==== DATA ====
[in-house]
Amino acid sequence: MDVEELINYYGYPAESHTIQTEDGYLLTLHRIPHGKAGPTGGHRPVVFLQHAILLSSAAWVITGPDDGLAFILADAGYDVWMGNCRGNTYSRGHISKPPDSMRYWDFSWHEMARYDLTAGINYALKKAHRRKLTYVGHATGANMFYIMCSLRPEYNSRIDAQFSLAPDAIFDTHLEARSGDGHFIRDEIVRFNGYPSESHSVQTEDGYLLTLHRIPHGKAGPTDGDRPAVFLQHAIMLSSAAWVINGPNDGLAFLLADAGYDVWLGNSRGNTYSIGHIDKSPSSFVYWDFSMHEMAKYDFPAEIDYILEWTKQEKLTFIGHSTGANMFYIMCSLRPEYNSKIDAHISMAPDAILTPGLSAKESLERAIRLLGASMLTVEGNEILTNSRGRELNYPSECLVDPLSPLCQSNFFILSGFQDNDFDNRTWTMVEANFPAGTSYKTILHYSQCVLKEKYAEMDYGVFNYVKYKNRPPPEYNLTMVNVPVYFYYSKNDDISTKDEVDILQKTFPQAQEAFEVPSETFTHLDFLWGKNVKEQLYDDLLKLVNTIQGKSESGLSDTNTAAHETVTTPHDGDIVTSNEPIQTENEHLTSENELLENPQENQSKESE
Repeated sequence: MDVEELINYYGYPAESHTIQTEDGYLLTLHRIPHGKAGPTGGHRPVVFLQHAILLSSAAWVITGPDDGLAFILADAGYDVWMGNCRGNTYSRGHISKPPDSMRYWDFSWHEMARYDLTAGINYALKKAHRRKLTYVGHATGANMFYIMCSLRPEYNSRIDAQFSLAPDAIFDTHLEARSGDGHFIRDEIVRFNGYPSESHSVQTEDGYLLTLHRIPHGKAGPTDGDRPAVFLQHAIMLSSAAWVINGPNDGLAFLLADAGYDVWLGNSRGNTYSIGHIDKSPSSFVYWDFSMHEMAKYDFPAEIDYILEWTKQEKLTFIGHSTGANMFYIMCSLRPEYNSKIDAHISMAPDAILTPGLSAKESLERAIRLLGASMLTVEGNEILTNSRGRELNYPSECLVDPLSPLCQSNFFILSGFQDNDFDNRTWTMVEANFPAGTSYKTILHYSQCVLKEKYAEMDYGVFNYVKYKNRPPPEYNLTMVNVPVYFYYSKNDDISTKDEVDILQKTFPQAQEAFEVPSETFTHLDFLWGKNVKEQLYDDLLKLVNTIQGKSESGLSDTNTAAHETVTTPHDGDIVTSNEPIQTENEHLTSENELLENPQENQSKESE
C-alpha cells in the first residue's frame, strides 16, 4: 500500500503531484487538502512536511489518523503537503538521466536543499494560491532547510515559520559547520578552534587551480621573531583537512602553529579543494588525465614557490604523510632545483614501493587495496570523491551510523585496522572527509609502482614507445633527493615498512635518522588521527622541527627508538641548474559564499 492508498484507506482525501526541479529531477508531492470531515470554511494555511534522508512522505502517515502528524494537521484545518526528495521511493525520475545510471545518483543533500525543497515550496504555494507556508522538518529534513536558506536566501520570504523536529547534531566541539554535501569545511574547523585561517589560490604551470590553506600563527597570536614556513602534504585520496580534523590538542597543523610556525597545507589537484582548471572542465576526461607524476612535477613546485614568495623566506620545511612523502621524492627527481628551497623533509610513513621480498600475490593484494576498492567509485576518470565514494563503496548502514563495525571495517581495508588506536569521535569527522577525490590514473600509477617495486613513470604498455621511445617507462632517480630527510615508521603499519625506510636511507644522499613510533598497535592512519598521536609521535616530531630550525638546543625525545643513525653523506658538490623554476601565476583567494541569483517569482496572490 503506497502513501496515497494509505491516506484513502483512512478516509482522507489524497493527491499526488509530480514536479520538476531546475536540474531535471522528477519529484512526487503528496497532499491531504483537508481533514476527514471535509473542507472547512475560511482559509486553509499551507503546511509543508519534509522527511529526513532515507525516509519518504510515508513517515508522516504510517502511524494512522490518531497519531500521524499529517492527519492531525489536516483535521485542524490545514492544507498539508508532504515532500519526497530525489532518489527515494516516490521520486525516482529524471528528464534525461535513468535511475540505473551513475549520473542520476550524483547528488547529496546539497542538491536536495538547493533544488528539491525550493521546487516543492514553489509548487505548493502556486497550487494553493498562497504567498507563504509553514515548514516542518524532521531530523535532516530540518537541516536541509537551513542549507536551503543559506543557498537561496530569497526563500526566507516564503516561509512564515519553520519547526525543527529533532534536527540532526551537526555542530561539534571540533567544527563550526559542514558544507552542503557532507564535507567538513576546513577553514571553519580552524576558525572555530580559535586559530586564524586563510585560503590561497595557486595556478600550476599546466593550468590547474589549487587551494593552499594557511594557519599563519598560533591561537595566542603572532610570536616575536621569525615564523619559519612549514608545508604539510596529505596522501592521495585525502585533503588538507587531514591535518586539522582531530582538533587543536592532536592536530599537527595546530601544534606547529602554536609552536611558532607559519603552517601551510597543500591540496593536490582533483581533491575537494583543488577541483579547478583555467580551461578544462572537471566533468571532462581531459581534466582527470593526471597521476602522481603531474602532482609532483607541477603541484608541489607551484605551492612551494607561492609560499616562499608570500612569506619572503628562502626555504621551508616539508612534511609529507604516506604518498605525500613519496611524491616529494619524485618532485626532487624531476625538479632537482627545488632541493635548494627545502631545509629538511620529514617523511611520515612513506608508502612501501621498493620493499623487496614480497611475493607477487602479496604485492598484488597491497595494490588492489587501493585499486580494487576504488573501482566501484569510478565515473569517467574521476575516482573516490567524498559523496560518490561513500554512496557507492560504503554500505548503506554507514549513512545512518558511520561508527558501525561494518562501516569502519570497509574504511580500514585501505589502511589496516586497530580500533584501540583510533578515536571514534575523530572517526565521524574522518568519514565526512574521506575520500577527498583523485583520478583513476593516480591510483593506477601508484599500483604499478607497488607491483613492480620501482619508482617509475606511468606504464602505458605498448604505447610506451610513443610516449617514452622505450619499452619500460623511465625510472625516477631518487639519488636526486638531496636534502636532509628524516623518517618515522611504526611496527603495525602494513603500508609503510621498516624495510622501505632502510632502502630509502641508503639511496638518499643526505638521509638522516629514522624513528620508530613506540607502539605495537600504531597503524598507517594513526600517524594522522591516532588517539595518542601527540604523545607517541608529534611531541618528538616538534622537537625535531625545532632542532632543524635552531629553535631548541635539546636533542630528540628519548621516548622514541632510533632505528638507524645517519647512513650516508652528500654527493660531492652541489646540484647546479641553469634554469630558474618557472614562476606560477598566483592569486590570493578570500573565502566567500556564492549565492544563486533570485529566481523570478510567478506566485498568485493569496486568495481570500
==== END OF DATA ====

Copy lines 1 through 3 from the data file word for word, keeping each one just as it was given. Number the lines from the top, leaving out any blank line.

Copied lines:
[in-house]
Amino acid sequence: MDVEELINYYGYPAESHTIQTEDGYLLTLHRIPHGKAGPTGGHRPVVFLQHAILLSSAAWVITGPDDGLAFILADAGYDVWMGNCRGNTYSRGHISKPPDSMRYWDFSWHEMARYDLTAGINYALKKAHRRKLTYVGHATGANMFYIMCSLRPEYNSRIDAQFSLAPDAIFDTHLEARSGDGHFIRDEIVRFNGYPSESHSVQTEDGYLLTLHRIPHGKAGPTDGDRPAVFLQHAIMLSSAAWVINGPNDGLAFLLADAGYDVWLGNSRGNTYSIGHIDKSPSSFVYWDFSMHEMAKYDFPAEIDYILEWTKQEKLTFIGHSTGANMFYIMCSLRPEYNSKIDAHISMAPDAILTPGLSAKESLERAIRLLGASMLTVEGNEILTNSRGRELNYPSECLVDPLSPLCQSNFFILSGFQDNDFDNRTWTMVEANFPAGTSYKTILHYSQCVLKEKYAEMDYGVFNYVKYKNRPPPEYNLTMVNVPVYFYYSKNDDISTKDEVDILQKTFPQAQEAFEVPSETFTHLDFLWGKNVKEQLYDDLLKLVNTIQGKSESGLSDTNTAAHETVTTPHDGDIVTSNEPIQTENEHLTSENELLENPQENQSKESE
Repeated sequence: MDVEELINYYGYPAESHTIQTEDGYLLTLHRIPHGKAGPTGGHRPVVFLQHAILLSSAAWVITGPDDGLAFILADAGYDVWMGNCRGNTYSRGHISKPPDSMRYWDFSWHEMARYDLTAGINYALKKAHRRKLTYVGHATGANMFYIMCSLRPEYNSRIDAQFSLAPDAIFDTHLEARSGDGHFIRDEIVRFNGYPSESHSVQTEDGYLLTLHRIPHGKAGPTDGDRPAVFLQHAIMLSSAAWVINGPNDGLAFLLADAGYDVWLGNSRGNTYSIGHIDKSPSSFVYWDFSMHEMAKYDFPAEIDYILEWTKQEKLTFIGHSTGANMFYIMCSLRPEYNSKIDAHISMAPDAILTPGLSAKESLERAIRLLGASMLTVEGNEILTNSRGRELNYPSECLVDPLSPLCQSNFFILSGFQDNDFDNRTWTMVEANFPAGTSYKTILHYSQCVLKEKYAEMDYGVFNYVKYKNRPPPEYNLTMVNVPVYFYYSKNDDISTKDEVDILQKTFPQAQEAFEVPSETFTHLDFLWGKNVKEQLYDDLLKLVNTIQGKSESGLSDTNTAAHETVTTPHDGDIVTSNEPIQTENEHLTSENELLENPQENQSKESE